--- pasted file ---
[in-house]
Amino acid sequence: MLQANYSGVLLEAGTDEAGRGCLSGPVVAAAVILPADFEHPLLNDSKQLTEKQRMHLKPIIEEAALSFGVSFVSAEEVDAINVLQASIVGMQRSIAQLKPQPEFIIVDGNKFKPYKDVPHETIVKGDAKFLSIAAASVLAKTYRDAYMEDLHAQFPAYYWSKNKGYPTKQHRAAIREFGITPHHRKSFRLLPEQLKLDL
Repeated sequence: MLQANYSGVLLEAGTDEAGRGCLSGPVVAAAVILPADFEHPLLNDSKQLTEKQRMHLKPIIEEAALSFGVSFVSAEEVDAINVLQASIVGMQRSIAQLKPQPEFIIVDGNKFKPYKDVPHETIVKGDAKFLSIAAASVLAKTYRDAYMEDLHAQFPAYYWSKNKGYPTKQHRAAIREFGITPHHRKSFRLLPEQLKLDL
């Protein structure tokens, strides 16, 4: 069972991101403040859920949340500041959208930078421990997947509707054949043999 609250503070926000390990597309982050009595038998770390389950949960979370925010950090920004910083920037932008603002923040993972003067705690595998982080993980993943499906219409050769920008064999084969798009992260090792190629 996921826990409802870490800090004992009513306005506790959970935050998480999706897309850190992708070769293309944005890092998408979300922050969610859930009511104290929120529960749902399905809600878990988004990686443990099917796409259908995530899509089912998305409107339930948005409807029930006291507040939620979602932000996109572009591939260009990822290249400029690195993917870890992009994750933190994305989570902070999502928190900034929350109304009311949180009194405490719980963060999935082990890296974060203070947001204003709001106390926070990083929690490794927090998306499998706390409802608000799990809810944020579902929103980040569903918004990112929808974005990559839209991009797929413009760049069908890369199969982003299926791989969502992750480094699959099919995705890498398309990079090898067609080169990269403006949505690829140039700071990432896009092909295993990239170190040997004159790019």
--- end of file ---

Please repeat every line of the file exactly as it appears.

[in-house]
Amino acid sequence: MLQANYSGVLLEAGTDEAGRGCLSGPVVAAAVILPADFEHPLLNDSKQLTEKQRMHLKPIIEEAALSFGVSFVSAEEVDAINVLQASIVGMQRSIAQLKPQPEFIIVDGNKFKPYKDVPHETIVKGDAKFLSIAAASVLAKTYRDAYMEDLHAQFPAYYWSKNKGYPTKQHRAAIREFGITPHHRKSFRLLPEQLKLDL
Repeated sequence: MLQANYSGVLLEAGTDEAGRGCLSGPVVAAAVILPADFEHPLLNDSKQLTEKQRMHLKPIIEEAALSFGVSFVSAEEVDAINVLQASIVGMQRSIAQLKPQPEFIIVDGNKFKPYKDVPHETIVKGDAKFLSIAAASVLAKTYRDAYMEDLHAQFPAYYWSKNKGYPTKQHRAAIREFGITPHHRKSFRLLPEQLKLDL
């Protein structure tokens, strides 16, 4: 069972991101403040859920949340500041959208930078421990997947509707054949043999 609250503070926000390990597309982050009595038998770390389950949960979370925010950090920004910083920037932008603002923040993972003067705690595998982080993980993943499906219409050769920008064999084969798009992260090792190629 996921826990409802870490800090004992009513306005506790959970935050998480999706897309850190992708070769293309944005890092998408979300922050969610859930009511104290929120529960749902399905809600878990988004990686443990099917796409259908995530899509089912998305409107339930948005409807029930006291507040939620979602932000996109572009591939260009990822290249400029690195993917870890992009994750933190994305989570902070999502928190900034929350109304009311949180009194405490719980963060999935082990890296974060203070947001204003709001106390926070990083929690490794927090998306499998706390409802608000799990809810944020579902929103980040569903918004990112929808974005990559839209991009797929413009760049069908890369199969982003299926791989969502992750480094699959099919995705890498398309990079090898067609080169990269403006949505690829140039700071990432896009092909295993990239170190040997004159790019």